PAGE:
|10/18/2018 1:24:00 PM|
I'm not in the mood for snow
I couldn't believe it Sunday morning when I looked out the back window--snow. It was already easily an inch deep on the flat roof outside the window. "Awe, come on," I thought kind of in a complaining prayer, "I'm not in the mood for snow yet!"
Obviously someone along the prayer chain was ready, someone on the receiving end of the chain, and my complaint was ignored. It was, afterall, a pretty selfish prayer. Maybe if I had taken a more generous approach, something like, "Awe, come on, Lord, how about waiting until the bean harvest is complete?'
It's just that I haven't had a chance to experience the joy of photographing the beauty of fall colors. When I've had the time to get out and take pictures, the weather conditions have been dreary, and colors just don't photograph well under cloudy skies.
Of course, truth be told I'm never ready for winter. Not that I don't like winter, for the most part I do, but it takes some getting used to the change when it comes, and I don't like a slow, gradual transition from fall to winter.
If I were in charge of the process, I would gradually turn the outdoor thermostat down during October until daytime temps were about 50 and midnight temps were a few degrees below freezing. Then Halloween night, after trick or treaters finished their rounds, I'd dump about six inches of snow and drop the temp down to -30º for a day or two, until I got used to subzero temps. After that I'd just let it do whatever it wanted.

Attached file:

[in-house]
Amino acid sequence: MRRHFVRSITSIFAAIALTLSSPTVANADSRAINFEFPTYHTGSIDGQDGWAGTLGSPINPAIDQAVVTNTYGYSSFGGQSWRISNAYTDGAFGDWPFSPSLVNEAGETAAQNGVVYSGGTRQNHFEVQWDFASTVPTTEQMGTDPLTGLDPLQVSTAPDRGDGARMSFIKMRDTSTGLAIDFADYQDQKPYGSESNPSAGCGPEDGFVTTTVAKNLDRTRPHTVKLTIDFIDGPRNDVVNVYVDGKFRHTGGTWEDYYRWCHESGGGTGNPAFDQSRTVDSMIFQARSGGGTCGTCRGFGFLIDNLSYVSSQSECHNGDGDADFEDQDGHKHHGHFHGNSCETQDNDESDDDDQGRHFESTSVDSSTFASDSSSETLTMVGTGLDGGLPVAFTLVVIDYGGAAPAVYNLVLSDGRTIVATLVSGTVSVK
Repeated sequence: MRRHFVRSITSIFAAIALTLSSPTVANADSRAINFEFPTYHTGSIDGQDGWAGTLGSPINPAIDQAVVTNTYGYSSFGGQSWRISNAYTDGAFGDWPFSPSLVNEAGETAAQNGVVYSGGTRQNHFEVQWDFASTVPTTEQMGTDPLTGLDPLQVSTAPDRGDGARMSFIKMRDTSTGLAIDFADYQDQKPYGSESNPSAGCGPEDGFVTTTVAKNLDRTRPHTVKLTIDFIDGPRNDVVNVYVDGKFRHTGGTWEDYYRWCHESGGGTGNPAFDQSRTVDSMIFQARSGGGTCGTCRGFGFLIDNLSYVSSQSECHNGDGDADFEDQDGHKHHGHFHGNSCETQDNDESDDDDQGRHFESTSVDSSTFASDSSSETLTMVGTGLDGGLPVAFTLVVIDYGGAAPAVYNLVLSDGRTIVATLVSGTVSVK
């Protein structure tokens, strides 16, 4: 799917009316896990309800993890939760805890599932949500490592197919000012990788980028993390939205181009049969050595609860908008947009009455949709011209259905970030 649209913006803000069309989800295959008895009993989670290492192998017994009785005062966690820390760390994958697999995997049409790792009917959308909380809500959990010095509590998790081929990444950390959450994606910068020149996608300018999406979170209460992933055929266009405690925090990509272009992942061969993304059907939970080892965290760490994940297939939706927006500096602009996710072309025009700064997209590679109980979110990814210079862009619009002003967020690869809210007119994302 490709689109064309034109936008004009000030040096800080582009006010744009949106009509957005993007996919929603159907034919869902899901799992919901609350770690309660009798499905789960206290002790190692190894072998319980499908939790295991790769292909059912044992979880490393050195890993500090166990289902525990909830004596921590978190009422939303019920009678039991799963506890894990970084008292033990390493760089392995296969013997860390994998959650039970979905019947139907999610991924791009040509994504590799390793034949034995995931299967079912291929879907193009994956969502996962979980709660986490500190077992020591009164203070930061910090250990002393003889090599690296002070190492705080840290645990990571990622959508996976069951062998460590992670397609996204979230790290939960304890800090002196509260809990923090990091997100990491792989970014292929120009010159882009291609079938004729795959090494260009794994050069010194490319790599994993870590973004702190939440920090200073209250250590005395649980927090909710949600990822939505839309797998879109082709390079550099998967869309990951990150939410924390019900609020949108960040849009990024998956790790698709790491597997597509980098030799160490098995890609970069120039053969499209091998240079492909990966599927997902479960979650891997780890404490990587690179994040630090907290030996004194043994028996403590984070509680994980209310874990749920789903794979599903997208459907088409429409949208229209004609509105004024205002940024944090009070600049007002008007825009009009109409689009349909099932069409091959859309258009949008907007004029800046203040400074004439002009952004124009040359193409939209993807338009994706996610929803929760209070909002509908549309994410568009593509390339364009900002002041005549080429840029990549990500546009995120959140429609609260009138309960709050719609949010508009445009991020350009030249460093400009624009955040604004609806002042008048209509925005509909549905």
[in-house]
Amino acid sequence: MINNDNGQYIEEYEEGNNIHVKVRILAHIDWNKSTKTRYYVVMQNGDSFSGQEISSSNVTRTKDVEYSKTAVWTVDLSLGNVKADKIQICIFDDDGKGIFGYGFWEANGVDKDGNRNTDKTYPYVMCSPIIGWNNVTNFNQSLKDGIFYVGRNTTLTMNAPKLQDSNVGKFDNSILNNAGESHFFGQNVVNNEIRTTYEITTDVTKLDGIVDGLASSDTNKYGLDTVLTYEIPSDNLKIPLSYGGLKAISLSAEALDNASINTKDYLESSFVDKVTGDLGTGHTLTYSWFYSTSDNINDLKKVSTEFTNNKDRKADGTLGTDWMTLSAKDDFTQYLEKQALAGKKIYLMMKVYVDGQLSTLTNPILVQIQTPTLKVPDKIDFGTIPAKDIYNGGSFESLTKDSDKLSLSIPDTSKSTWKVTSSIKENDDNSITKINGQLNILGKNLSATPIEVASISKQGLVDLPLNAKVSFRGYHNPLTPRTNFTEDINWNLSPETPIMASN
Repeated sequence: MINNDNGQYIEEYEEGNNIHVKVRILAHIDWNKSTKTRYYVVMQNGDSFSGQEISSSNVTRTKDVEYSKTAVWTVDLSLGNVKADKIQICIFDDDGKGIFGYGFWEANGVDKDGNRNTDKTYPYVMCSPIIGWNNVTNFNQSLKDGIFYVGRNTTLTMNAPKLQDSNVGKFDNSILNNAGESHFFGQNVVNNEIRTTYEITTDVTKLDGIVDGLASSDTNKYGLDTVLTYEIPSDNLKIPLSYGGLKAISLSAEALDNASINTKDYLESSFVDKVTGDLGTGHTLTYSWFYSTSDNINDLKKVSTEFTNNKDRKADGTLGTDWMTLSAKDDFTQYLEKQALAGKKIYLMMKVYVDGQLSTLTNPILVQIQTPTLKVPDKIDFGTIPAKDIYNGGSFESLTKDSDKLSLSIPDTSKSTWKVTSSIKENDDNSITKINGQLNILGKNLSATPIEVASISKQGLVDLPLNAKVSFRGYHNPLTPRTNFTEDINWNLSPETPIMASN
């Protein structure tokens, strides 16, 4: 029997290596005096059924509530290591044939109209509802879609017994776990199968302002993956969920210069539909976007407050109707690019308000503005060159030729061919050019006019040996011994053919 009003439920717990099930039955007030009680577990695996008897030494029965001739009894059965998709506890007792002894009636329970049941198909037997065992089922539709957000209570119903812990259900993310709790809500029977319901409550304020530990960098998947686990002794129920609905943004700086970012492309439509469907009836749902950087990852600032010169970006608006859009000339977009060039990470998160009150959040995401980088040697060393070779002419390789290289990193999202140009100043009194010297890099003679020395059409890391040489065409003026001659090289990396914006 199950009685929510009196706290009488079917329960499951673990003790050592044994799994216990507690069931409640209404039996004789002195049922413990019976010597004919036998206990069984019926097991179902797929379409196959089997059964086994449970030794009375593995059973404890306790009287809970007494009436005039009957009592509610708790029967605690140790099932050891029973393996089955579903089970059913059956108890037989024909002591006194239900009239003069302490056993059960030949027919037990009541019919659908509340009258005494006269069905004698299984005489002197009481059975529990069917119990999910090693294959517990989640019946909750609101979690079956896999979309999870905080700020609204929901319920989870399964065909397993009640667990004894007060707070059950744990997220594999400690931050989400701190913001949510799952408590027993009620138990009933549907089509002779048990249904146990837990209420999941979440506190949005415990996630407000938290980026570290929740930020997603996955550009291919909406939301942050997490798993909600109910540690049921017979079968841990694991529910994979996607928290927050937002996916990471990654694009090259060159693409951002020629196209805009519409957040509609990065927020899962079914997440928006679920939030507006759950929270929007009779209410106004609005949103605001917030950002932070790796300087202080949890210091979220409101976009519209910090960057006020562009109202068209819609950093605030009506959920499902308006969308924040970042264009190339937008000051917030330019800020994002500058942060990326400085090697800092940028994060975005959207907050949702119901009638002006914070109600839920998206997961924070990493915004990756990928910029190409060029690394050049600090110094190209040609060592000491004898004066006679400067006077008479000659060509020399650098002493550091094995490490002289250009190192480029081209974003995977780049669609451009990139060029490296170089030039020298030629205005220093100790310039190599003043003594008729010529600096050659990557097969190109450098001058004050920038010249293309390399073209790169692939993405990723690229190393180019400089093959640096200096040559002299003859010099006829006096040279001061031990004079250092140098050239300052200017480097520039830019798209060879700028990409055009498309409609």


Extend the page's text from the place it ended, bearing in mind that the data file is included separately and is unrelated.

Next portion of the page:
Thing is, I don't like having winter come on like a wimp, just getting a degree or two colder daily, every day a little more unpleasant than the last one. Give me a couple days of miserably cold weather and, after that, I'm ready for whatever comes next.
I spent a large part of my early life on a dairy farm northeast of Rochester. We heated the house with a Round Oak Stove that sat between the dining room and living room. If I had a glass of water by my bed at night, by morning the water was frozen and the glass often was broken. When I hopped out of bed, I would head right to the stove wrapped in a blanket and would soak up heat until I was warm to the core. On cold winter nights now, when I wake up I'd like to have that stove to heat up my core again. Sure, we have central heat and nothing freezes at night, but sometimes I miss having that heat that drives the warmth right into the center of my body. Central heat doesn't do that.
Sure, now that I'm thinking about childhood life, I wish we had some cocoa here at the office. I'm suddenly in the mood for a cup of hot chocolate, made with fresh milk, and a couple of Mom's white roll-out cookies, the kind with raisins in them.
Those were the days when Mom and Dad worked in Rochester. I was the oldest of four then. (Two more came later.) We would all sit around the stove at night, when the folks were at work, and listen to scary radio shows like "The Inner Sanctum," and then we'd turn on every light in the house. Ah, yes, those were the days!
Winters are getting milder, seems a shame. Winter was my favorite season when I was a kid. I guess we've both changed.
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